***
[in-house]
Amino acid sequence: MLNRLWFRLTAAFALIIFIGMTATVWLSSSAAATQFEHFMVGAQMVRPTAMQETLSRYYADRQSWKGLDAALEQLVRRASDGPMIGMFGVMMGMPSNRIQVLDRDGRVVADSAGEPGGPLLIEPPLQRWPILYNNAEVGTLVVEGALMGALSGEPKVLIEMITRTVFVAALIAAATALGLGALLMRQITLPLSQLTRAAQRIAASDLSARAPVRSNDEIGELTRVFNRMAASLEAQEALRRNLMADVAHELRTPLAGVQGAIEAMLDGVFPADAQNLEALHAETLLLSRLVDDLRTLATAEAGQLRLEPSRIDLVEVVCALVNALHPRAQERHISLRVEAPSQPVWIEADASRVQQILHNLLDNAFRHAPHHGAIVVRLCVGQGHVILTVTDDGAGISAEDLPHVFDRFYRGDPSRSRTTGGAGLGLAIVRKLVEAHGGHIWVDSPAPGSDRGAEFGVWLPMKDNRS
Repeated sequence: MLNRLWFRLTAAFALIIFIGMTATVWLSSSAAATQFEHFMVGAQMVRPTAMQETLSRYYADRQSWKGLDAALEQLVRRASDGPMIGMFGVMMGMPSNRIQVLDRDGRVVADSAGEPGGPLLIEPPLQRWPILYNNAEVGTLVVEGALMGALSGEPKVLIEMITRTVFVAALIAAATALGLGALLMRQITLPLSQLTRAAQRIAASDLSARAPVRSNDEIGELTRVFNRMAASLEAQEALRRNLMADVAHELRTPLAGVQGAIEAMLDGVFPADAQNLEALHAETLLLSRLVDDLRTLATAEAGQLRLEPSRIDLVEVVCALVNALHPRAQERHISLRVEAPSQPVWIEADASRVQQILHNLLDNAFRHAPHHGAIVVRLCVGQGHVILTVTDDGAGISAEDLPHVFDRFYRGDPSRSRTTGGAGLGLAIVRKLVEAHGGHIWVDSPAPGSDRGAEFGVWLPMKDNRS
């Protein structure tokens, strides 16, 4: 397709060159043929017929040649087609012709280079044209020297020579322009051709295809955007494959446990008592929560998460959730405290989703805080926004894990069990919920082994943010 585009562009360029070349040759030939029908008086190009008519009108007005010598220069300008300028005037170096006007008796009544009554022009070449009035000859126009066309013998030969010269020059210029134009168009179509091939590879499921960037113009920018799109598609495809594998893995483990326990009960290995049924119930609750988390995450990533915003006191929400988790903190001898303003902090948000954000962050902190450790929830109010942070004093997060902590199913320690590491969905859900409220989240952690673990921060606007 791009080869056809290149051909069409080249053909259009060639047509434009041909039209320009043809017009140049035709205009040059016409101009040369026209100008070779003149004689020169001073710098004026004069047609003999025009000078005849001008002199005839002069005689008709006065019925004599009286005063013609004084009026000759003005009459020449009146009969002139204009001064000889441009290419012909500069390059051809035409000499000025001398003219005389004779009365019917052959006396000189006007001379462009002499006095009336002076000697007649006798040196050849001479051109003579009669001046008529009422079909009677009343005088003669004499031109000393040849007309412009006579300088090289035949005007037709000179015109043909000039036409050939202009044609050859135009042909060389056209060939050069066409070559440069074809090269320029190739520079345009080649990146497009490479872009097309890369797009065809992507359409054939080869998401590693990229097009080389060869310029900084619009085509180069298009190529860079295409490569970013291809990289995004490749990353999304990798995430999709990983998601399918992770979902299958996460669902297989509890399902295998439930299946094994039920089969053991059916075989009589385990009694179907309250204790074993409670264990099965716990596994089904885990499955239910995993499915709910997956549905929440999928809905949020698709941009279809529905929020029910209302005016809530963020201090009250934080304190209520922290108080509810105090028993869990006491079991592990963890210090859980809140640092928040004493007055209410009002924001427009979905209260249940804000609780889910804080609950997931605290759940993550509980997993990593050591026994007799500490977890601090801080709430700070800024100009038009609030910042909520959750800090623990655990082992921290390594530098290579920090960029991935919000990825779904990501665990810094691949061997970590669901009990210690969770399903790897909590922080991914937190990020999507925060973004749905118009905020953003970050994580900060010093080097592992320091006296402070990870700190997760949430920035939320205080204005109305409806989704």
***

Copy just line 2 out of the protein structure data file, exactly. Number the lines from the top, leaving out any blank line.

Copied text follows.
Amino acid sequence: MLNRLWFRLTAAFALIIFIGMTATVWLSSSAAATQFEHFMVGAQMVRPTAMQETLSRYYADRQSWKGLDAALEQLVRRASDGPMIGMFGVMMGMPSNRIQVLDRDGRVVADSAGEPGGPLLIEPPLQRWPILYNNAEVGTLVVEGALMGALSGEPKVLIEMITRTVFVAALIAAATALGLGALLMRQITLPLSQLTRAAQRIAASDLSARAPVRSNDEIGELTRVFNRMAASLEAQEALRRNLMADVAHELRTPLAGVQGAIEAMLDGVFPADAQNLEALHAETLLLSRLVDDLRTLATAEAGQLRLEPSRIDLVEVVCALVNALHPRAQERHISLRVEAPSQPVWIEADASRVQQILHNLLDNAFRHAPHHGAIVVRLCVGQGHVILTVTDDGAGISAEDLPHVFDRFYRGDPSRSRTTGGAGLGLAIVRKLVEAHGGHIWVDSPAPGSDRGAEFGVWLPMKDNRS